Sign up for our free weekday bulletin.

No need for a cruiser. Take a taxi, officer!

Published on

Phil Egan

We can all recall movies in which someone would jump in a taxi, point ahead and holler, “Follow that car!”

For Sarnia police in 1922, that scene may have conveyed an uncomfortable air of familiarity.

With a small surplus in the municipal coffers, Sarnia Police thought it was time the city bought its first police cruiser.

Mayor George Crawford agreed, but council thought otherwise. “Constable, take a taxi!” was its message for police.

Taxis had first appeared on Sarnia streets as early as 1905 with Sam Hitchcock’s eight-seater, but by 1922 horses were still pretty common on city thoroughfares. Over at the Sarnia Fire Department, they had only recently said goodbye to Barney and Mike, the last two fire horses to serve the city.

At a Dec. 11 council meeting, aldermen led by G.A.C. Andrew, chairman of the city’s finance committee, denied the request of the police commission arguing “the police department should not spend the money for an automobile at the present time.”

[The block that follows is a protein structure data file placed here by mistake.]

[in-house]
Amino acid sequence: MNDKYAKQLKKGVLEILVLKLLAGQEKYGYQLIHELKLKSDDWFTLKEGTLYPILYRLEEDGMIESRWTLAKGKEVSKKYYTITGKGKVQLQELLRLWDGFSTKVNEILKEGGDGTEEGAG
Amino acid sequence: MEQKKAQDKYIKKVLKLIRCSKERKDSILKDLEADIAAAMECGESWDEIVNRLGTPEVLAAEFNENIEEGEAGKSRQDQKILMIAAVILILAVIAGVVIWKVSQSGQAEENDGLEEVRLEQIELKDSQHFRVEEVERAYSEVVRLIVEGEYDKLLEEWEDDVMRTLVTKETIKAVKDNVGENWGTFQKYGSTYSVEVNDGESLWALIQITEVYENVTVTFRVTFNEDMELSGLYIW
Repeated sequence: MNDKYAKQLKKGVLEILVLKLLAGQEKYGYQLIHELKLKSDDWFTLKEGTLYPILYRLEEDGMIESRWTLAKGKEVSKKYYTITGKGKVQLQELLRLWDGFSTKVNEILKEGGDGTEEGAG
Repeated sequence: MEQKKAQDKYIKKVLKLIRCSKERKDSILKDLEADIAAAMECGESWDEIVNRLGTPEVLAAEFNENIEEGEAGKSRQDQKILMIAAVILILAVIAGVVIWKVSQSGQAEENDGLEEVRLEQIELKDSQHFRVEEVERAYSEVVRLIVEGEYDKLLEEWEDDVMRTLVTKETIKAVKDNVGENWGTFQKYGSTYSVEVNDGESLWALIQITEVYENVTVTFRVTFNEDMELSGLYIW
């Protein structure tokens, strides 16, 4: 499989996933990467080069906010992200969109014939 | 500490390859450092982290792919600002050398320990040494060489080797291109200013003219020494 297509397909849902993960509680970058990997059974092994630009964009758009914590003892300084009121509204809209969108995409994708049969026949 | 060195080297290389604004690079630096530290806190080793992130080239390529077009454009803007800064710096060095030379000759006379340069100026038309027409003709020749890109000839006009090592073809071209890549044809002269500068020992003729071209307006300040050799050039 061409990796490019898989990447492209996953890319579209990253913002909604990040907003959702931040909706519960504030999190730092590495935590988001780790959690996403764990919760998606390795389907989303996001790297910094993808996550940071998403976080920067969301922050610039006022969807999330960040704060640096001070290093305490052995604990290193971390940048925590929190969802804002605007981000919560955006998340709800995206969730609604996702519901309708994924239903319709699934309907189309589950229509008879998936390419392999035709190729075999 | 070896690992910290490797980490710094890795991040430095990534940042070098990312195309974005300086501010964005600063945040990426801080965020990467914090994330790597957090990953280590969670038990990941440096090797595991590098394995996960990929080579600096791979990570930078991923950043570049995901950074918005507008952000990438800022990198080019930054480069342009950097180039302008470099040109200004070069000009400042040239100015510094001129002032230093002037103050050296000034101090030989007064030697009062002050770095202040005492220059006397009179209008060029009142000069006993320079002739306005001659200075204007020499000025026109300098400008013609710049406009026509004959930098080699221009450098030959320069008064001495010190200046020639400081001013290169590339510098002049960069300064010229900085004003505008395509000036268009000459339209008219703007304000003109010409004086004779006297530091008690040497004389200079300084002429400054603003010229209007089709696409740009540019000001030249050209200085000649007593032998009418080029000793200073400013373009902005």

The police commission had requested a $6,000 increase, which included the lofty sum of $1,500 to acquire a police car. In supporting the purchase, Mayor Crawford said a vehicle would allow police to “patrol the city as it had never been patrolled before.”

This appealed to Alderman George Galloway, who noted patrols were needed in the city’s south ward, from which citizen complaints were coming “nearly every day.” It was also suggested “seven of every ten vehicles travelling down Christina Street” was speeding.

With a vehicle, Mayor Crawford argued, police could provide evidence to convict speeders in court.

Opponents provided figures suggesting police costs in Sarnia, at $1.33 per capita, were already higher than in other Ontario communities. Woodstock, with a population of 10,164, had a police appropriation of $9,658, or 95 cents per capita in 1921, while Kingston, with 22,230 people, was $1.03 per capita.

Kitchener paid 75 cents per capita and Guelph 97 cents for policing.

In a combination of financial caution and perhaps a lack of Christmas spirit, the arguments for a police car fell on deaf ears. Taxis, council concluded, would do just fine.

The era of “cops on the beat” would have to last a little longer.


More like this